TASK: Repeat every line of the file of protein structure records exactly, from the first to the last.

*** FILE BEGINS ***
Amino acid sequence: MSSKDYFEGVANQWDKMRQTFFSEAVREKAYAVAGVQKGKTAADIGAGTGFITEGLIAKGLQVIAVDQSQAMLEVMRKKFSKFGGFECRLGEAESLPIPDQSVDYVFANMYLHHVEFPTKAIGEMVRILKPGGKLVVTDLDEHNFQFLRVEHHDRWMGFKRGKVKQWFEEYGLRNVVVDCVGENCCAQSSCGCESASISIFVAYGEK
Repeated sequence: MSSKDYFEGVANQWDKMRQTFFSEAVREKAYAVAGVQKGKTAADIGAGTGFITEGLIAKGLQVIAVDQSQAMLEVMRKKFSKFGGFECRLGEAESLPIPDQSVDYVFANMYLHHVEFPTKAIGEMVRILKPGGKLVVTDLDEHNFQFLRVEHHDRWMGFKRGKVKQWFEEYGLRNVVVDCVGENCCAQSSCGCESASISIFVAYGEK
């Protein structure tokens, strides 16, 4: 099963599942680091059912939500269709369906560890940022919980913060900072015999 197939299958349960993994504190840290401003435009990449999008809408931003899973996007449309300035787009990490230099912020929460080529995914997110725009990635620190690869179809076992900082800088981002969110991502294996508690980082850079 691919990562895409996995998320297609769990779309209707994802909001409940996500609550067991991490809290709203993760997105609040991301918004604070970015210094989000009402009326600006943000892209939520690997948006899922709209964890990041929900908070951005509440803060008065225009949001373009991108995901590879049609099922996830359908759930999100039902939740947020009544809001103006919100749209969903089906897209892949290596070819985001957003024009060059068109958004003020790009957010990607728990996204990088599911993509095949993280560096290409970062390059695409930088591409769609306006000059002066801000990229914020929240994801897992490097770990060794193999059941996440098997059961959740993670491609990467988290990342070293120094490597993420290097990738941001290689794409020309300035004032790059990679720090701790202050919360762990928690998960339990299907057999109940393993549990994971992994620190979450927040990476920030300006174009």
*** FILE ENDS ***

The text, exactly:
Amino acid sequence: MSSKDYFEGVANQWDKMRQTFFSEAVREKAYAVAGVQKGKTAADIGAGTGFITEGLIAKGLQVIAVDQSQAMLEVMRKKFSKFGGFECRLGEAESLPIPDQSVDYVFANMYLHHVEFPTKAIGEMVRILKPGGKLVVTDLDEHNFQFLRVEHHDRWMGFKRGKVKQWFEEYGLRNVVVDCVGENCCAQSSCGCESASISIFVAYGEK
Repeated sequence: MSSKDYFEGVANQWDKMRQTFFSEAVREKAYAVAGVQKGKTAADIGAGTGFITEGLIAKGLQVIAVDQSQAMLEVMRKKFSKFGGFECRLGEAESLPIPDQSVDYVFANMYLHHVEFPTKAIGEMVRILKPGGKLVVTDLDEHNFQFLRVEHHDRWMGFKRGKVKQWFEEYGLRNVVVDCVGENCCAQSSCGCESASISIFVAYGEK
């Protein structure tokens, strides 16, 4: 099963599942680091059912939500269709369906560890940022919980913060900072015999 197939299958349960993994504190840290401003435009990449999008809408931003899973996007449309300035787009990490230099912020929460080529995914997110725009990635620190690869179809076992900082800088981002969110991502294996508690980082850079 691919990562895409996995998320297609769990779309209707994802909001409940996500609550067991991490809290709203993760997105609040991301918004604070970015210094989000009402009326600006943000892209939520690997948006899922709209964890990041929900908070951005509440803060008065225009949001373009991108995901590879049609099922996830359908759930999100039902939740947020009544809001103006919100749209969903089906897209892949290596070819985001957003024009060059068109958004003020790009957010990607728990996204990088599911993509095949993280560096290409970062390059695409930088591409769609306006000059002066801000990229914020929240994801897992490097770990060794193999059941996440098997059961959740993670491609990467988290990342070293120094490597993420290097990738941001290689794409020309300035004032790059990679720090701790202050919360762990928690998960339990299907057999109940393993549990994971992994620190979450927040990476920030300006174009």